Welcome to Lumbridge
After the slightly tedious tutorial, players find themselves in the city of Lumbridge. It is here that players will encounter their first NPCs with quests to offer. Sadly, only around 20 quests are available for non-premium (non paying) but the few that are available often have multiple parts and send you on long adventures. These aren’t just your typical MMORPG kill quests. Besides quests, there is a list of achievements to complete broken into three difficulties: beginner, easy, and medium. Only the achievements of the first area titled ‘Lumbridge/Draynor can be completed by free players but the list is rather extensive and should keep those who are so included busy for many hours. If the obsessive compulsive nature of achievement hunting doesn’t interest you, RuneScape offers little else in the way of direction. Like other older fantasy MMORPGs (Tibia, for example), RuneScape is an open-ended game where players are left alone to create their own excitement with the tools available.
Show me your Skills
RuneScape’s skill based progression method means any player can be a master mage, warrior, and craftsman at the same time though this would take quite a bit of training on all three fronts. The beauty of this system is that it leaves you free to try a little bit of each style and see which you enjoy most. There is no need for multiple characters and players are free to hop between servers almost instantly with the same character & items attached. Of course every system has its downsides. Since experience points in each skill are rewarded per use, people find the most efficient methods of raising skills even if they are silly and repetitive. After seeing a group of players slaughtering groups of respawning cows I inquired as to what was going on. The response was that this was the best way to work up attack skills for the first two dozen or so ranks. This form of progression almost forces people to use automated botting programs which are a huge recurring problem for the developers.
A New World to Conquer – By Sword or Trade
At first many of the crafting and resource gathering skills didn’t interest me but I whenever I grew tired of hunting, I found myself pull out the old pick axe and go mining. Eventually I discovered just how in-depth RuneScape’s player run economy was. The RuneScape Wiki even has a constantly updated ‘Common Trade Index’ which represents the price of a pool of common resources such as coal, gold bar, steel and so on. There also exists a large market for difficult to obtain items and I’ve met people who log onto the game only to trade and collect these items. The byproduct of this much interest in the game economy is a ton of gold sellers and other undesirables trying to pawn money making or cheating guides both online and in game. Of course RuneScape has plenty of content for those seeking to make their fortune through adventure rather than astute business transactions. There are dungeons to clear, haunted mansions to explore and a huge wilderness to tame but most of this content is locked away, only about a third of the world can be explored for free with the rest requiring a subscription ($5/month) to access.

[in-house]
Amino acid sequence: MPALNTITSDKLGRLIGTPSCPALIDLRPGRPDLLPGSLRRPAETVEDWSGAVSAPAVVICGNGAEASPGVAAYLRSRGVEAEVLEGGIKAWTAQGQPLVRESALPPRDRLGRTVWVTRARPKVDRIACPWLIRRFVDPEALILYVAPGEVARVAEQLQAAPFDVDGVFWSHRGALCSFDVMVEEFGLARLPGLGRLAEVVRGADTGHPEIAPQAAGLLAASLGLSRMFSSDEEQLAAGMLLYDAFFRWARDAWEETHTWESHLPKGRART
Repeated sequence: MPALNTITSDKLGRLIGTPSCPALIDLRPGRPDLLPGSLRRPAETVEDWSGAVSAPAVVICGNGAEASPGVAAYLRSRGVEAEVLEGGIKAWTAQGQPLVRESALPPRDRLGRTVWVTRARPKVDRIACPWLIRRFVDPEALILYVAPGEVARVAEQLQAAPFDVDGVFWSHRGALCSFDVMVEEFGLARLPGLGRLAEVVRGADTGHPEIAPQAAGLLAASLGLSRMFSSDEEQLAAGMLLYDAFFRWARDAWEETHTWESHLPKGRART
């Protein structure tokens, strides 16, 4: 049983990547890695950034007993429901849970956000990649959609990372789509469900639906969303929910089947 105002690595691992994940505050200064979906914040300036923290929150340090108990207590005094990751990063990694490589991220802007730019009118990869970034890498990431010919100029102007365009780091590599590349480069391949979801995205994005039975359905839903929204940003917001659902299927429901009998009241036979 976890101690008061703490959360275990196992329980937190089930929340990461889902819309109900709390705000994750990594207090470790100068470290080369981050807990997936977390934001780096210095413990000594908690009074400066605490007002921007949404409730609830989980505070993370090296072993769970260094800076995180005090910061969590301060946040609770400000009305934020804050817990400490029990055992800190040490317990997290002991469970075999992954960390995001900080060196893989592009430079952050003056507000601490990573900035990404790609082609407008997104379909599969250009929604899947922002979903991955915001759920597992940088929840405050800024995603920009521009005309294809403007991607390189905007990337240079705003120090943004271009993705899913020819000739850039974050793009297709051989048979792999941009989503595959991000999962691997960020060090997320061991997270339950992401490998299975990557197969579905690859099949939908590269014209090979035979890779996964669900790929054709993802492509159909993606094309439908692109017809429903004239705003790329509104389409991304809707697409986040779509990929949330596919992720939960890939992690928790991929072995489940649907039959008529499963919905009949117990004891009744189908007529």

Kid Through Adult
RuneScape has the inaccurate label of being a kids game but this misconception is shattered the first time you fall in combat. Upon death, players respawn in a safe location but all the equipment and items they were carrying drop where they died. This fact, along with the existence of open pvp zones and servers, makes RuneScape far more ‘hardcore’ than many recent MMORPGs including the mega hit World of Warcraft. Besides the limited free to play features, the only other problem I had with RuneScape was the absurdly limited backpack space. All players have 28 item slots and only some items are stackable such as arrows, gold, and runes (spell reagents.) If you plan on leaving town adequately armed, you’ll need a few tools, some food (for healing purposes), runes and other items which severely restricts the slots left for loot. If I could ask for one improvement to the game, it would be more free features but considering the success the game continues to enjoy, that doesn’t seem likely so my next request would be for more bag space.
Final Verdict: Excellent
RuneScape has withstood the test of time and continues to offer some of the best browser based gaming experiences available. Constant updates, a huge community, open PvP, a player run economy and a unique progression system all add up to make RuneScape the great casual browser-based success that it is.
RuneScape 3 – First Look: Then & Now!
RuneScape – First Look (Original)
RuneScape Gameplay Footage
RuneScape Combat Video
RuneScape Haunted Mansion
RuneScape HD Graphics Update
RuneScape Official Trailer
- RuneFest 2014: Full Video Coverage - Posted on October 17, 2014
Check out the full set of videos to catch up on all the latest news from Jagex about RuneScape and their newest project!
- RuneFest 2014 ‘most successful to date’ - Posted on October 17, 2014
Jagex Games Studios, creators and custodians of the MMORPG, RuneScape, is thrilled to share news of yet another successful RuneFest fan convention.
- Jagex Reveals Brand New Game Set in the World of RuneScape - Posted on October 11, 2014
Chronicle: RuneScape Legends (working title) is scheduled to launch in 2015 on PC/Mac, tablet, and mobile platforms, and is a collectible card game.
- RuneScape: Player heat maps released - Posted on October 1, 2014
Jagex, creators and custodians of the fantasy MMORPG, RuneScape, have today released two new heats maps that visually depict player activity before and after the recent launch of The Lost City of the Elves expansion pack. Captured as part of the city’s doors opening mid-morning on the 22nd September 2014, they represent an aggregation of all global server populations and utilise a logarithmic scale to represent groups of players.
- Runescape: Lost City of Elves now available - Posted on September 23, 2014
Prifddinas, the high-level content capital of RuneScape -- Jagex's flagship MMO -- has finally opened its doors to players.